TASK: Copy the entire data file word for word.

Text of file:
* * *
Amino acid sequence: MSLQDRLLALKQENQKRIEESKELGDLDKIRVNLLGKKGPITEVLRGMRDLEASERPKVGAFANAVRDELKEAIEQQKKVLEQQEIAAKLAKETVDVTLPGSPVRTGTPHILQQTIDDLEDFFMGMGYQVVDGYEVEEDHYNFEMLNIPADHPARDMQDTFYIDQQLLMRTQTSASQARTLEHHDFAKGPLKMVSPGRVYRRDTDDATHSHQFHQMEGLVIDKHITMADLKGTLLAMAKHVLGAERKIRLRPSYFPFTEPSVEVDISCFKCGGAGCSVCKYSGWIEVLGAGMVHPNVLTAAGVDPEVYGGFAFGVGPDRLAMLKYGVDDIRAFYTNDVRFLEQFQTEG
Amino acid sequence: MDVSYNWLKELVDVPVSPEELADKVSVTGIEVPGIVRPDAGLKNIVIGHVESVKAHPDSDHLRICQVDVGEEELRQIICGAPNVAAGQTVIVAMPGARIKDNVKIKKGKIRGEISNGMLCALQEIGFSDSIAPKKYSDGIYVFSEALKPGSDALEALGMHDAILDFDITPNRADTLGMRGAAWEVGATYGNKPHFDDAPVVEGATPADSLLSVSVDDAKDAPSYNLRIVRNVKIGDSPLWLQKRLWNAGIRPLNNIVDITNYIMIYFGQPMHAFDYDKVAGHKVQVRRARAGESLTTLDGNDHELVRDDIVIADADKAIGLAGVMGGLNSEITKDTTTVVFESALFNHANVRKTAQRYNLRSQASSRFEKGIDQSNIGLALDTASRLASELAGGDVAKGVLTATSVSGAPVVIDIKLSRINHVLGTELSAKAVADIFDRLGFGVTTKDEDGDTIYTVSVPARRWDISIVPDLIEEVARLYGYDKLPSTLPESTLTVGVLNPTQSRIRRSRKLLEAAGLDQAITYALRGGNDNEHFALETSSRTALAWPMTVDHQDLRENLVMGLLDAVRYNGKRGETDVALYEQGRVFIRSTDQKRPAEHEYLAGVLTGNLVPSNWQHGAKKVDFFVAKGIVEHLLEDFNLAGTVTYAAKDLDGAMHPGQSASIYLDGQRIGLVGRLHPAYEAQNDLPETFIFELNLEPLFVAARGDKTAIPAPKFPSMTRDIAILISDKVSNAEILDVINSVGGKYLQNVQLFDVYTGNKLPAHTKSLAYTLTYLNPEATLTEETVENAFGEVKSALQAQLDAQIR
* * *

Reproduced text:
Amino acid sequence: MSLQDRLLALKQENQKRIEESKELGDLDKIRVNLLGKKGPITEVLRGMRDLEASERPKVGAFANAVRDELKEAIEQQKKVLEQQEIAAKLAKETVDVTLPGSPVRTGTPHILQQTIDDLEDFFMGMGYQVVDGYEVEEDHYNFEMLNIPADHPARDMQDTFYIDQQLLMRTQTSASQARTLEHHDFAKGPLKMVSPGRVYRRDTDDATHSHQFHQMEGLVIDKHITMADLKGTLLAMAKHVLGAERKIRLRPSYFPFTEPSVEVDISCFKCGGAGCSVCKYSGWIEVLGAGMVHPNVLTAAGVDPEVYGGFAFGVGPDRLAMLKYGVDDIRAFYTNDVRFLEQFQTEG
Amino acid sequence: MDVSYNWLKELVDVPVSPEELADKVSVTGIEVPGIVRPDAGLKNIVIGHVESVKAHPDSDHLRICQVDVGEEELRQIICGAPNVAAGQTVIVAMPGARIKDNVKIKKGKIRGEISNGMLCALQEIGFSDSIAPKKYSDGIYVFSEALKPGSDALEALGMHDAILDFDITPNRADTLGMRGAAWEVGATYGNKPHFDDAPVVEGATPADSLLSVSVDDAKDAPSYNLRIVRNVKIGDSPLWLQKRLWNAGIRPLNNIVDITNYIMIYFGQPMHAFDYDKVAGHKVQVRRARAGESLTTLDGNDHELVRDDIVIADADKAIGLAGVMGGLNSEITKDTTTVVFESALFNHANVRKTAQRYNLRSQASSRFEKGIDQSNIGLALDTASRLASELAGGDVAKGVLTATSVSGAPVVIDIKLSRINHVLGTELSAKAVADIFDRLGFGVTTKDEDGDTIYTVSVPARRWDISIVPDLIEEVARLYGYDKLPSTLPESTLTVGVLNPTQSRIRRSRKLLEAAGLDQAITYALRGGNDNEHFALETSSRTALAWPMTVDHQDLRENLVMGLLDAVRYNGKRGETDVALYEQGRVFIRSTDQKRPAEHEYLAGVLTGNLVPSNWQHGAKKVDFFVAKGIVEHLLEDFNLAGTVTYAAKDLDGAMHPGQSASIYLDGQRIGLVGRLHPAYEAQNDLPETFIFELNLEPLFVAARGDKTAIPAPKFPSMTRDIAILISDKVSNAEILDVINSVGGKYLQNVQLFDVYTGNKLPAHTKSLAYTLTYLNPEATLTEETVENAFGEVKSALQAQLDAQIR